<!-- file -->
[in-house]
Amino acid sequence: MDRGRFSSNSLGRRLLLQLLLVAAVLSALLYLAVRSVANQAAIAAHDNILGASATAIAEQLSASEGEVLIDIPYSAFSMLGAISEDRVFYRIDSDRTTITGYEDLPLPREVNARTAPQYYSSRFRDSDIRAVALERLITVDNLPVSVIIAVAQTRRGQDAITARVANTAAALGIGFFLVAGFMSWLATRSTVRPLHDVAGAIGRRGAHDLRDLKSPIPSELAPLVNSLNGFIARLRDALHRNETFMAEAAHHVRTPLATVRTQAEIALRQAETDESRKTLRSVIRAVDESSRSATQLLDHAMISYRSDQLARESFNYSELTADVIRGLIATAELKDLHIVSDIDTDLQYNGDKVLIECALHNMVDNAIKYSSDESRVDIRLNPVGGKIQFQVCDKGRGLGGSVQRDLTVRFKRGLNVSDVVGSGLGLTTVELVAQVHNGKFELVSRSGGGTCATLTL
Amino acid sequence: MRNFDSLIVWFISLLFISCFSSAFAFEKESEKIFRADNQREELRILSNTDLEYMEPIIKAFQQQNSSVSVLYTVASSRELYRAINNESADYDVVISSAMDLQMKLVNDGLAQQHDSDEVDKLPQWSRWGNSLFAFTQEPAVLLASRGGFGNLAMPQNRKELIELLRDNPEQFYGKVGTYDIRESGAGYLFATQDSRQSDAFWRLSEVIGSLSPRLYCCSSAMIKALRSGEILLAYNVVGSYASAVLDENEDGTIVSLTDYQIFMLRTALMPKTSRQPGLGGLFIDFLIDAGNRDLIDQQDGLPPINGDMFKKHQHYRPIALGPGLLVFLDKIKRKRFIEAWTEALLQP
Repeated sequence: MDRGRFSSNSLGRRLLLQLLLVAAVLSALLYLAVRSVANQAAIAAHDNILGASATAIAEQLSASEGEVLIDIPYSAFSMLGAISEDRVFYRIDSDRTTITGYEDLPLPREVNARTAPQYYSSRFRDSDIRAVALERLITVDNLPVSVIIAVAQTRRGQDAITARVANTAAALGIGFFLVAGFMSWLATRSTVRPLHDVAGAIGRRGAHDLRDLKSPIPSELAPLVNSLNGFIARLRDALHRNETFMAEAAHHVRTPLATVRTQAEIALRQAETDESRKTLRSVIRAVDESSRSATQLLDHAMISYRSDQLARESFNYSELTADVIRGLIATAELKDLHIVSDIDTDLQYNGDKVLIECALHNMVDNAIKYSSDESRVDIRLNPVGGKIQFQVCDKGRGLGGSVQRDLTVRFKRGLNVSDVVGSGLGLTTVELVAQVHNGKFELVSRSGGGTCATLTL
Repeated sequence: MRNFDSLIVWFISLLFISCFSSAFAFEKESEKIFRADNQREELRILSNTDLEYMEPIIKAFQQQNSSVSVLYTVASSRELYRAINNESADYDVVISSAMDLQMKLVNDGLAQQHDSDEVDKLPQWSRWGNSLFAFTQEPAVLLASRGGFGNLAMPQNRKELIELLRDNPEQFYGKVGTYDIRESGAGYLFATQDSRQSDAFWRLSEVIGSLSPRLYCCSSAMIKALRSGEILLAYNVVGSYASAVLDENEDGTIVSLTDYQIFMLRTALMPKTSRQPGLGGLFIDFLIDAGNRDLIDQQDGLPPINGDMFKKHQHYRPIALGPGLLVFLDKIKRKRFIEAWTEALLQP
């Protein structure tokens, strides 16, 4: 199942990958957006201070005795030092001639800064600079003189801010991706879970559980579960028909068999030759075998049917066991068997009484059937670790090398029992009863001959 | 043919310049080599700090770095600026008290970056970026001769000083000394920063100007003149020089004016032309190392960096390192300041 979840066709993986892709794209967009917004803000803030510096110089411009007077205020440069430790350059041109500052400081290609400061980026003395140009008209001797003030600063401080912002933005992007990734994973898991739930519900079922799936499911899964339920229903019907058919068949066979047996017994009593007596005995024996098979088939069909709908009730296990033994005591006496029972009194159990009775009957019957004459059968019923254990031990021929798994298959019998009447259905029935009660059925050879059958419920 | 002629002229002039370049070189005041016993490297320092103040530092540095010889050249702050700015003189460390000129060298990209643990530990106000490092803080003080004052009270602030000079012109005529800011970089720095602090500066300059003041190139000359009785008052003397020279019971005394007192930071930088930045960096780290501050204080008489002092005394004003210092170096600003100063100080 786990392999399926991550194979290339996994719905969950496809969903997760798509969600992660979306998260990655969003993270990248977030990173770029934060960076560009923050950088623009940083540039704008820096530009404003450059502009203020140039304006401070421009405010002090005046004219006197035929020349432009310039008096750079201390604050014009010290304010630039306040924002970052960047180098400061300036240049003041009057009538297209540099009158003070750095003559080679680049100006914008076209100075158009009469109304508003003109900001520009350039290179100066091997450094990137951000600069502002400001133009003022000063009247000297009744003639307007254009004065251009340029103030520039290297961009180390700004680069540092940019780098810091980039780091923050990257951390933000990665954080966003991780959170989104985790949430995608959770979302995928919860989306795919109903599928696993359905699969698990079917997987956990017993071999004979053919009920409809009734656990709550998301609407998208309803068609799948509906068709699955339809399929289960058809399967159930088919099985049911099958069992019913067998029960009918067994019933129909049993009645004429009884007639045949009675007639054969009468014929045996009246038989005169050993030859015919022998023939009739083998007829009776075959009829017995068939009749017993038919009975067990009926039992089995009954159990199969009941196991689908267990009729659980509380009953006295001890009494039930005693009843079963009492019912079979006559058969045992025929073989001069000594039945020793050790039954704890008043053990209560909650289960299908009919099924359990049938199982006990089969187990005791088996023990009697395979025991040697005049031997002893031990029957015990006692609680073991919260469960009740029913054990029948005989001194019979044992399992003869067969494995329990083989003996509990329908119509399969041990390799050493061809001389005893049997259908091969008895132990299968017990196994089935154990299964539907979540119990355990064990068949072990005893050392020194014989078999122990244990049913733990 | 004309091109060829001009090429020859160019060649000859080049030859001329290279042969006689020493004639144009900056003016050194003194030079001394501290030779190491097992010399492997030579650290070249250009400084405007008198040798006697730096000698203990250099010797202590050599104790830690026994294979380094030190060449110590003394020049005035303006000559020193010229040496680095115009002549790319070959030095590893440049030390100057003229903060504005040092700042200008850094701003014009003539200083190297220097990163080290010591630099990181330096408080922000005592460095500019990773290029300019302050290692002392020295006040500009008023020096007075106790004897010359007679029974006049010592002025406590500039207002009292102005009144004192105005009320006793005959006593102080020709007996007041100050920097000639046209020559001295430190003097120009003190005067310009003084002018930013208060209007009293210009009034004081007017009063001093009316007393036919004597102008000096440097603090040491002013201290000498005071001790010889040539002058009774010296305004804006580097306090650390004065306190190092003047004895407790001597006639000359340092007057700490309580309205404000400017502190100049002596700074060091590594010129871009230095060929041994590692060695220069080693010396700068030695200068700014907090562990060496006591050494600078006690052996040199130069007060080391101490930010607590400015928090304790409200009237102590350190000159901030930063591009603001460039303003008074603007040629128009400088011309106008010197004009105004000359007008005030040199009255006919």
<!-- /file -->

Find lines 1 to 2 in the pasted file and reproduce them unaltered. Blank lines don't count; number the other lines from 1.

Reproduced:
[in-house]
Amino acid sequence: MDRGRFSSNSLGRRLLLQLLLVAAVLSALLYLAVRSVANQAAIAAHDNILGASATAIAEQLSASEGEVLIDIPYSAFSMLGAISEDRVFYRIDSDRTTITGYEDLPLPREVNARTAPQYYSSRFRDSDIRAVALERLITVDNLPVSVIIAVAQTRRGQDAITARVANTAAALGIGFFLVAGFMSWLATRSTVRPLHDVAGAIGRRGAHDLRDLKSPIPSELAPLVNSLNGFIARLRDALHRNETFMAEAAHHVRTPLATVRTQAEIALRQAETDESRKTLRSVIRAVDESSRSATQLLDHAMISYRSDQLARESFNYSELTADVIRGLIATAELKDLHIVSDIDTDLQYNGDKVLIECALHNMVDNAIKYSSDESRVDIRLNPVGGKIQFQVCDKGRGLGGSVQRDLTVRFKRGLNVSDVVGSGLGLTTVELVAQVHNGKFELVSRSGGGTCATLTL